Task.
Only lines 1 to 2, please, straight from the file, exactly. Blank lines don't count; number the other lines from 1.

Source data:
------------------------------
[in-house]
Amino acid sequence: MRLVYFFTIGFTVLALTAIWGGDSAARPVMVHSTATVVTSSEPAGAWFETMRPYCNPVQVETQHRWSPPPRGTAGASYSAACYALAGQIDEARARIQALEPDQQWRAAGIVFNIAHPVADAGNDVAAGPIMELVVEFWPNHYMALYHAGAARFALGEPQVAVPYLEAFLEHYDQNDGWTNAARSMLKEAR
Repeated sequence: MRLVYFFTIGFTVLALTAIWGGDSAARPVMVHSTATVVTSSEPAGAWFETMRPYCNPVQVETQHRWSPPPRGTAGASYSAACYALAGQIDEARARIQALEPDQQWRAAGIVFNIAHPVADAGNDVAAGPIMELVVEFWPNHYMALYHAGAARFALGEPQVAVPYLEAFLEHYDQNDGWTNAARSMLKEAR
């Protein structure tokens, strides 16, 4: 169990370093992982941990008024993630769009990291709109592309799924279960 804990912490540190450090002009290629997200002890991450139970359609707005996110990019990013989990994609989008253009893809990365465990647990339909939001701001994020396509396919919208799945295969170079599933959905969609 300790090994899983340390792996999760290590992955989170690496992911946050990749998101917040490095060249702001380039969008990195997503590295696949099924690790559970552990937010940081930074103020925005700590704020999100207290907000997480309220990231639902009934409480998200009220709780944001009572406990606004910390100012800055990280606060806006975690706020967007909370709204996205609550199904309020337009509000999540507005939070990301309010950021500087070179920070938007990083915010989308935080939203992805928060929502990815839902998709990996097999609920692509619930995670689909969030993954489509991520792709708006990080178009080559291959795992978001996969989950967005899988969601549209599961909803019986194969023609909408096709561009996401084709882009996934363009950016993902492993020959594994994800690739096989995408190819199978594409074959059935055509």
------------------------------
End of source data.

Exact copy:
[in-house]
Amino acid sequence: MRLVYFFTIGFTVLALTAIWGGDSAARPVMVHSTATVVTSSEPAGAWFETMRPYCNPVQVETQHRWSPPPRGTAGASYSAACYALAGQIDEARARIQALEPDQQWRAAGIVFNIAHPVADAGNDVAAGPIMELVVEFWPNHYMALYHAGAARFALGEPQVAVPYLEAFLEHYDQNDGWTNAARSMLKEAR